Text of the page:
I suspect 30% of those folks ordering are expecting an extension of the tax incentives, which it may not happen. Pure gamble. Yes they would drop once they see the reality. Lets sat if Tesla manages to produce 100K/year, then other folks also get tired and buy another car available then (leaf, bolt once they drop their prices to mid $20k).

junehhan | 14 april 2016

You guys have hit the points I see. However we will have to wait and see. For most of it, it will be at least 2 years before we get our chance in the queue based on realistic circumstances. I also think some will quit when they realize that most of us probably won't get that nice tax break. I also think MANY will quit when we realize that Tesla is probably going to be taking a page out of the Ford/Porsche book of pricing options on a vehicle as they need high margin extras to recoup the losses. Tesla says the average price will be around $42k, but I believe the analysts who are predicting $50k or more to get the options you want sounds about right. I also believe some will drop because they are going to see the interior and realize that it is way more plain than they anticipated. | 14 april 2016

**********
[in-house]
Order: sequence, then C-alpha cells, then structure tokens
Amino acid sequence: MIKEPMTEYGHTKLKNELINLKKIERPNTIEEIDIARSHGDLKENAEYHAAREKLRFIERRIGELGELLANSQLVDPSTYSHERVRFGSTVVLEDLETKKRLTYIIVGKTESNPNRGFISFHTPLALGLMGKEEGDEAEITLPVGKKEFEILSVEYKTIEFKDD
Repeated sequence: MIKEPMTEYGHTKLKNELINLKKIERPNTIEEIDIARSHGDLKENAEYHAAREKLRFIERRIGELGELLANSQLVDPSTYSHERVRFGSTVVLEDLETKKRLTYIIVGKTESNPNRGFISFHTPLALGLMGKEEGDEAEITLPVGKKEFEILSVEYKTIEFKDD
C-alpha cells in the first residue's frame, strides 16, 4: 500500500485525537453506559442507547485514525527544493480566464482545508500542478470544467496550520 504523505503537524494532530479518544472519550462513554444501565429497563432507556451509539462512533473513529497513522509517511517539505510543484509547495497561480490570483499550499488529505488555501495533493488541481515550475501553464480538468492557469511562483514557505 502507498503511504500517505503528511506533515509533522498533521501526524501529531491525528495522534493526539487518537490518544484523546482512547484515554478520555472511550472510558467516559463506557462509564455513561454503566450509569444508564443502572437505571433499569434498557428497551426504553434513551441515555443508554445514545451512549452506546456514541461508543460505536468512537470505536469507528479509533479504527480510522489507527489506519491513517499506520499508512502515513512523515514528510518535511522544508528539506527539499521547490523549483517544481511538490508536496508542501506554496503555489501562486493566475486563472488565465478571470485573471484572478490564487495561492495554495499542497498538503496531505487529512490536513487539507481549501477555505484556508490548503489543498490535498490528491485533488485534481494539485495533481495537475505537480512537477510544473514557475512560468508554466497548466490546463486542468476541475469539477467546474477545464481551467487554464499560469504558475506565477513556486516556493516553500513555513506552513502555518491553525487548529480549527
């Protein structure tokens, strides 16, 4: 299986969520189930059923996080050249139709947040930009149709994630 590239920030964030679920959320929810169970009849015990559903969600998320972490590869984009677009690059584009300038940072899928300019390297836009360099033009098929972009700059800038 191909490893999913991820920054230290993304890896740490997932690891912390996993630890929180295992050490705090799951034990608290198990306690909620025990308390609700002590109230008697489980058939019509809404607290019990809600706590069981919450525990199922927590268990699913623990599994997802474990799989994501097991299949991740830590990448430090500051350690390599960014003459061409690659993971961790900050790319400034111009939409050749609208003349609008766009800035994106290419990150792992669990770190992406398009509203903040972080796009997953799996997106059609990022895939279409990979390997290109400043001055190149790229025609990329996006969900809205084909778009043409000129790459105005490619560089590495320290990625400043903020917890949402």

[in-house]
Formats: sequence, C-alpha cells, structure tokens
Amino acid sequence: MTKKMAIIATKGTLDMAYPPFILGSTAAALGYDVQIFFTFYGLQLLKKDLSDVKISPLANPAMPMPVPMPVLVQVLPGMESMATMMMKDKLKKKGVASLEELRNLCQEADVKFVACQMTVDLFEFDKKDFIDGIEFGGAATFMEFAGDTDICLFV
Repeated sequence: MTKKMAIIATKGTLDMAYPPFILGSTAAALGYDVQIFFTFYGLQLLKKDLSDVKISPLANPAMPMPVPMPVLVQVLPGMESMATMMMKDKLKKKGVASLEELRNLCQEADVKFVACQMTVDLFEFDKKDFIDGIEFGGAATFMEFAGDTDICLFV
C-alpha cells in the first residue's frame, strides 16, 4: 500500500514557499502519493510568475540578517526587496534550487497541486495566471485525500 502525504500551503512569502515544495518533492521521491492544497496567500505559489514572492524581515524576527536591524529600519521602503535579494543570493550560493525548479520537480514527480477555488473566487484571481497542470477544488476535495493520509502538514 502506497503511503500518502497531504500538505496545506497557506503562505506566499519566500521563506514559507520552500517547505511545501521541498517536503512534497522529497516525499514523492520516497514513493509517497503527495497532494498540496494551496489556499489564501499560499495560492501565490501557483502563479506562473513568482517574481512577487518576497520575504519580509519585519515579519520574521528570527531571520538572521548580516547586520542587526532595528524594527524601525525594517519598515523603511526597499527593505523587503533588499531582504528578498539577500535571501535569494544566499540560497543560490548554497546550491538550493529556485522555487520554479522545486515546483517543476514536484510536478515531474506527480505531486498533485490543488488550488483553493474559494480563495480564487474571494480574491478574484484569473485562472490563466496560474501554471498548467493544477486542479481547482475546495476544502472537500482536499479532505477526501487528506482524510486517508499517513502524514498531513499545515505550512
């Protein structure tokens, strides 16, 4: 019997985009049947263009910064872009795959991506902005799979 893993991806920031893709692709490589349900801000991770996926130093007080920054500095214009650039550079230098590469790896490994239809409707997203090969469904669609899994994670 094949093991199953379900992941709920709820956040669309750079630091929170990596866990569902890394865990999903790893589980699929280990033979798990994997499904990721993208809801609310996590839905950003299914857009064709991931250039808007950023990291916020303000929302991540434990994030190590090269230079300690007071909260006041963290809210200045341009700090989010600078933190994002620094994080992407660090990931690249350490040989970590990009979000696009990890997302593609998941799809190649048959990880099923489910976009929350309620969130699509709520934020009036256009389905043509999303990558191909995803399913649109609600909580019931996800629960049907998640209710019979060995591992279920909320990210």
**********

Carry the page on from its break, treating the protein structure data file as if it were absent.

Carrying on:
I'm only good at statistics on the average.

Red Sage ca us | 14 april 2016

The Model X will be matching the Model S by the end of Q2 at ~1,000 units per week. I figure 40% of Model S will go to US Customers going forward... While 60% of Model X are for US buyers. So, I expect on the order of 75,000 Deliveries of Generation II vehicles will have been made to US Customers between July 2016 and December 2017. Very few buyers of Model ☰ will qualify for the full $7,500 Federal Tax Credit, if any at all.